I’ve been living in Poland for two months now, and I still can’t believe how lucky I am! I will be forever grateful to Fulbright, to the University of Łódź, and to each and every person who helped make this dream a reality (which come to think of it, is quite a lot of people). To most of you reading this, it isn’t surprising that I’m loving every second of living abroad. Many of you have heard me ramble on about the places I’ve been and the places I’d like to go, or maybe we’ve traveled together and you’ve seen my excitement firsthand. Or maybe you’ve had classes with me, where I incessantly and passionately discuss every topic within the realm of language and culture. It’s fairly obvious that I’m in my element just being in a foreign country, but what exactly am I doing with my time spent over here? And why did I choose Poland as my second country of residence? These are just a few questions that I’m asked on a regular basis, so I thought I’d take some time to explain what led me here and what exactly I’ll be doing for the next year.
As many people already know, I am in Poland on a Fulbright grant. What many people might not know is that Fulbright is an amazing program that promotes international exchange by selecting students, teachers, scholars, professionals, researchers, and artists to share their talents and establish mutual understanding between their home and host countries. Fulbright Grantees include some of the most brilliant and ambitious individuals I have ever met, and I am extremely thankful to be a part of this prestigious family.
My role within Fulbright is that of an English teacher, thus most of my time is allocated to the teaching of Philology majors at the University of Łódź. I teach four classes in total: two sessions of Integrated Skills to BA students in their final year of study, and Academic Writing to first year MAs and last year BAs. My students fall into the Philology department, but are divided into different specializations including Linguistics, Methodology, Translation, and Literature. The majority are from Poland, but several are from other European countries and a few from as far away as Colombia. I love getting to know my students, and I am thankful for their positivity and support while I continue to navigate the challenges of teaching in a completely unfamiliar system.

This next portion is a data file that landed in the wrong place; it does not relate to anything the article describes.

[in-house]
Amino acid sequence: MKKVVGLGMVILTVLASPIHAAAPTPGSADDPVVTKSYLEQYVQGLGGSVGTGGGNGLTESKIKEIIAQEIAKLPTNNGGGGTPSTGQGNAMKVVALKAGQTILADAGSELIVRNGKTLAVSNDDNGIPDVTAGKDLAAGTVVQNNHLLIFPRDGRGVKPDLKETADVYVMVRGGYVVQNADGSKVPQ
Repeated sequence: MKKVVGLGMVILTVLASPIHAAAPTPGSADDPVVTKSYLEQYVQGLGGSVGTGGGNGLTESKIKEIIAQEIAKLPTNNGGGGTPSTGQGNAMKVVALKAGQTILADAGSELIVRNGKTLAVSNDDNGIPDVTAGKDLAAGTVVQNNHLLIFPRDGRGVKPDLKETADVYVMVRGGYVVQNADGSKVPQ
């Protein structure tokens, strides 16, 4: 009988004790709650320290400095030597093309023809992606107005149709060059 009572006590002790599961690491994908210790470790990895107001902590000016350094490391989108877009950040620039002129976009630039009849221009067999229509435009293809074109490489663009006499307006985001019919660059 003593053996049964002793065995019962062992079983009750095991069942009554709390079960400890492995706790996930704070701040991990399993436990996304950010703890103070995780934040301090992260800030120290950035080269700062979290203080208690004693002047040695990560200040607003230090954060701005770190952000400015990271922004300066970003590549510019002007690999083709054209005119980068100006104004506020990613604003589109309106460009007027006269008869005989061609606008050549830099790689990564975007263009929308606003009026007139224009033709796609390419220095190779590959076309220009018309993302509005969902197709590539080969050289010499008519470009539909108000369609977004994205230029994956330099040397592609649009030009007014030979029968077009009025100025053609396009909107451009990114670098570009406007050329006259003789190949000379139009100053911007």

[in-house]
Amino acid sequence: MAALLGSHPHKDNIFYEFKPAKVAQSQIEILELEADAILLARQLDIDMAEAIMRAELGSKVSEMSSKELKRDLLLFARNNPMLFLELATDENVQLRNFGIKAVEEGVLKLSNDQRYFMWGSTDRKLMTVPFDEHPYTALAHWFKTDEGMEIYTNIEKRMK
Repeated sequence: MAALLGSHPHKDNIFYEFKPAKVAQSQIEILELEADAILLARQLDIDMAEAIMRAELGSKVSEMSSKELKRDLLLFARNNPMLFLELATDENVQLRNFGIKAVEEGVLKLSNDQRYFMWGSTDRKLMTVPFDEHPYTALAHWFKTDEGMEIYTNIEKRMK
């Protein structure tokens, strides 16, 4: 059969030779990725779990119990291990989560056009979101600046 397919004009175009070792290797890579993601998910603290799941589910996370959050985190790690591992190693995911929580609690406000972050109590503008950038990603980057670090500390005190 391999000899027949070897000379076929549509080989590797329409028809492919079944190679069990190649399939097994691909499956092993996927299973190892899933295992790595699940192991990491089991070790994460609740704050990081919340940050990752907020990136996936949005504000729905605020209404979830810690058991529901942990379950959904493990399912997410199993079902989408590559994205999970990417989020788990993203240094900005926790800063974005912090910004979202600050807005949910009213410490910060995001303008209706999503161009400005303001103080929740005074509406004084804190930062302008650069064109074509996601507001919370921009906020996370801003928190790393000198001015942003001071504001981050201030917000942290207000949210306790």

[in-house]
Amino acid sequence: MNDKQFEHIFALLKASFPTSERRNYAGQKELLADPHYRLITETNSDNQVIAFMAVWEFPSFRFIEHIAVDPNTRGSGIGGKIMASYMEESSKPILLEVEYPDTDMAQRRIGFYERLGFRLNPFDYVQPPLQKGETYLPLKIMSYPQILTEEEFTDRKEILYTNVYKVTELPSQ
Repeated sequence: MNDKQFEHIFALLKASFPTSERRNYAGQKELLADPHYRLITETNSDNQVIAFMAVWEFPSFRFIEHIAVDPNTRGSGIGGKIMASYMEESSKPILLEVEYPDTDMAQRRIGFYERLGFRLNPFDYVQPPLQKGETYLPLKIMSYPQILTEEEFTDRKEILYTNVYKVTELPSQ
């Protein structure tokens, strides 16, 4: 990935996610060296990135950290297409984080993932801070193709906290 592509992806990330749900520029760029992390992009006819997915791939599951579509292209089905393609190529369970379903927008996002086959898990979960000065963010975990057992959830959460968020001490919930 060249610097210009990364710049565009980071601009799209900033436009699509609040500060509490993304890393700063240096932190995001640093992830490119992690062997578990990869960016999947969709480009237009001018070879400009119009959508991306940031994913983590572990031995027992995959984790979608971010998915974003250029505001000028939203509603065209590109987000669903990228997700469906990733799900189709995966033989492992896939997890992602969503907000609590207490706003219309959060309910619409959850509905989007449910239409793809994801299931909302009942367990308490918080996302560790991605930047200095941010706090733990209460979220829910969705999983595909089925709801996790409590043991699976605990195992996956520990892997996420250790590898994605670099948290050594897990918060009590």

While my paying job is at the university, I am also here as a representative of Fulbright and of the United States; therefore, I spend a good amount of time volunteering in the community. Most of my volunteering thus far has been within public education – I am a teacher after all! So far I have been able to visit two inner city primary schools in Łódź to talk about US holidays and customs, play games, sing songs, and just be a part of the kids’/teachers’ day. I have also been helping out in the American Corner in Łódź, which is a resource center created by a partnership between the university and the Public Affairs section of the US embassy. In the American Corner I help lead a conversation club each week, where we discuss a variety of topics and subsequently keep our English language skills sharp. I also give presentations on topics related to the United States and the English language, which have allowed me to share my culture and experiences while gleaning information about Poland’s perception of such subjects.